The ignorance of these atrocities is often rooted in miseducation or flat-out cognitive dissonance. For example, many argue that the overall impact the British had in India was a positive one as it led to train infrastructure that is still used today. However, they cannot recognize that those trains were built to drain the resources from India to take them back to the United Kingdom. In the late 19th century, tens of millions of Indians died of famine. “If their bodies were laid head to foot, the corpses would cover the length of England 85 times” (Hickel, 2015). Simultaneously, British colonial policy forced the country to export record levels of food. The Congo genocide killed at least 10 million people–half the country’s population at the time (Gregoire, 2002). The genocide was designed to extract maximum levels of ivory and rubber.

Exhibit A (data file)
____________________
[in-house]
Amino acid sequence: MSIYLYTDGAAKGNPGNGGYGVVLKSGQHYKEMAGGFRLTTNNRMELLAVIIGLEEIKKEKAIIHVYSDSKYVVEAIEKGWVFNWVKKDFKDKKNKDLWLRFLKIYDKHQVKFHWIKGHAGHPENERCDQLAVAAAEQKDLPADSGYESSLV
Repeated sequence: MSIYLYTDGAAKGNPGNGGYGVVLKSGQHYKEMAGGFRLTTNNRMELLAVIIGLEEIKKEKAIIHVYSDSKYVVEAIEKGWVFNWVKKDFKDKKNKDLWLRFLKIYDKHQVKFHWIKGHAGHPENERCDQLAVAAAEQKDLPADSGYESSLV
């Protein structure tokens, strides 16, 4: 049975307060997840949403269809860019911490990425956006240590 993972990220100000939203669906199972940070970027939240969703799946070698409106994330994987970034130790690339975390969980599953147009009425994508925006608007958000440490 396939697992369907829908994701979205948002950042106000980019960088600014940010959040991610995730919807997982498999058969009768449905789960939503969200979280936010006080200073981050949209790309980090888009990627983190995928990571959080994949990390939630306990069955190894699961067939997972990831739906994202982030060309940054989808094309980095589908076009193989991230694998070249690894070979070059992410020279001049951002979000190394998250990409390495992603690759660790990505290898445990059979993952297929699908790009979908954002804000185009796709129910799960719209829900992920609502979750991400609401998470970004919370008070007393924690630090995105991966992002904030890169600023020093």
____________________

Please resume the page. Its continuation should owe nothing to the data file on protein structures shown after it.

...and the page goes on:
The independence of these nations proved to be disorienting, as the process of decolonization was often rife with confusion and violence. The whole rationale for the colonial rule was to bring the benefits of civilization—“white man’s burden”—and shepherd people towards self-rule (Kennedy & DiConsiglio, 2016). Empires shrugged off the cruelty they imposed for hundreds of years through justifications and delusions. They claim that the process was managed with placidity, but the reality would suggest otherwise. The process of decolonization in various parts of the world was characterized by violence, conflict, mass migrations, and extensive human suffering. For instance, the Indian subcontinent, Colonial Algeria, Vietnam, and Angola all experienced significant death tolls and population displacement during their struggles for independence from colonial powers.